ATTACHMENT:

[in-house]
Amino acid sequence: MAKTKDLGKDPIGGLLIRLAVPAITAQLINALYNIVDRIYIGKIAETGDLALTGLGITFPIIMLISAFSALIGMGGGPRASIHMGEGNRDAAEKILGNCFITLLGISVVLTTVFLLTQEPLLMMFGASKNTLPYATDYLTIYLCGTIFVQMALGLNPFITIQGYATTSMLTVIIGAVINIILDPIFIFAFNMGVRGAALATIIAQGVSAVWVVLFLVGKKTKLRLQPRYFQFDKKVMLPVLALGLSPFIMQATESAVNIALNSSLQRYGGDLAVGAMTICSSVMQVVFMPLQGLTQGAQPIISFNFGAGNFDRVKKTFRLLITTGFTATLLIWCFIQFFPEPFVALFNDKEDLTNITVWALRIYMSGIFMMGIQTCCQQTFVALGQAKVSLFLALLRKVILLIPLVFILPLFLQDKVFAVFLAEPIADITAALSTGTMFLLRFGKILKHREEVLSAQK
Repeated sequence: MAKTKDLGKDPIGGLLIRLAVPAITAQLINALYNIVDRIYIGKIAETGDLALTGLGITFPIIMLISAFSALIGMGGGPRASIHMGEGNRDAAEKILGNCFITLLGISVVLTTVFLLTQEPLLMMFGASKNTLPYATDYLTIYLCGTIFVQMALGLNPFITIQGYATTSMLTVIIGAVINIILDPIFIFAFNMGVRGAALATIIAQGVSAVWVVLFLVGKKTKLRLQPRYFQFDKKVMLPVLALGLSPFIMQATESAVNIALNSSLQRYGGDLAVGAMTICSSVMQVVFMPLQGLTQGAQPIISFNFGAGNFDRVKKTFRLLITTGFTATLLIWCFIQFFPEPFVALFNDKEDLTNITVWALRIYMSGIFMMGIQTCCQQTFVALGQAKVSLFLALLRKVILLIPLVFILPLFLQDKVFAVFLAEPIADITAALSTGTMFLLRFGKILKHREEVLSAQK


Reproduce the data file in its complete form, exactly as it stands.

[in-house]
Amino acid sequence: MAKTKDLGKDPIGGLLIRLAVPAITAQLINALYNIVDRIYIGKIAETGDLALTGLGITFPIIMLISAFSALIGMGGGPRASIHMGEGNRDAAEKILGNCFITLLGISVVLTTVFLLTQEPLLMMFGASKNTLPYATDYLTIYLCGTIFVQMALGLNPFITIQGYATTSMLTVIIGAVINIILDPIFIFAFNMGVRGAALATIIAQGVSAVWVVLFLVGKKTKLRLQPRYFQFDKKVMLPVLALGLSPFIMQATESAVNIALNSSLQRYGGDLAVGAMTICSSVMQVVFMPLQGLTQGAQPIISFNFGAGNFDRVKKTFRLLITTGFTATLLIWCFIQFFPEPFVALFNDKEDLTNITVWALRIYMSGIFMMGIQTCCQQTFVALGQAKVSLFLALLRKVILLIPLVFILPLFLQDKVFAVFLAEPIADITAALSTGTMFLLRFGKILKHREEVLSAQK
Repeated sequence: MAKTKDLGKDPIGGLLIRLAVPAITAQLINALYNIVDRIYIGKIAETGDLALTGLGITFPIIMLISAFSALIGMGGGPRASIHMGEGNRDAAEKILGNCFITLLGISVVLTTVFLLTQEPLLMMFGASKNTLPYATDYLTIYLCGTIFVQMALGLNPFITIQGYATTSMLTVIIGAVINIILDPIFIFAFNMGVRGAALATIIAQGVSAVWVVLFLVGKKTKLRLQPRYFQFDKKVMLPVLALGLSPFIMQATESAVNIALNSSLQRYGGDLAVGAMTICSSVMQVVFMPLQGLTQGAQPIISFNFGAGNFDRVKKTFRLLITTGFTATLLIWCFIQFFPEPFVALFNDKEDLTNITVWALRIYMSGIFMMGIQTCCQQTFVALGQAKVSLFLALLRKVILLIPLVFILPLFLQDKVFAVFLAEPIADITAALSTGTMFLLRFGKILKHREEVLSAQK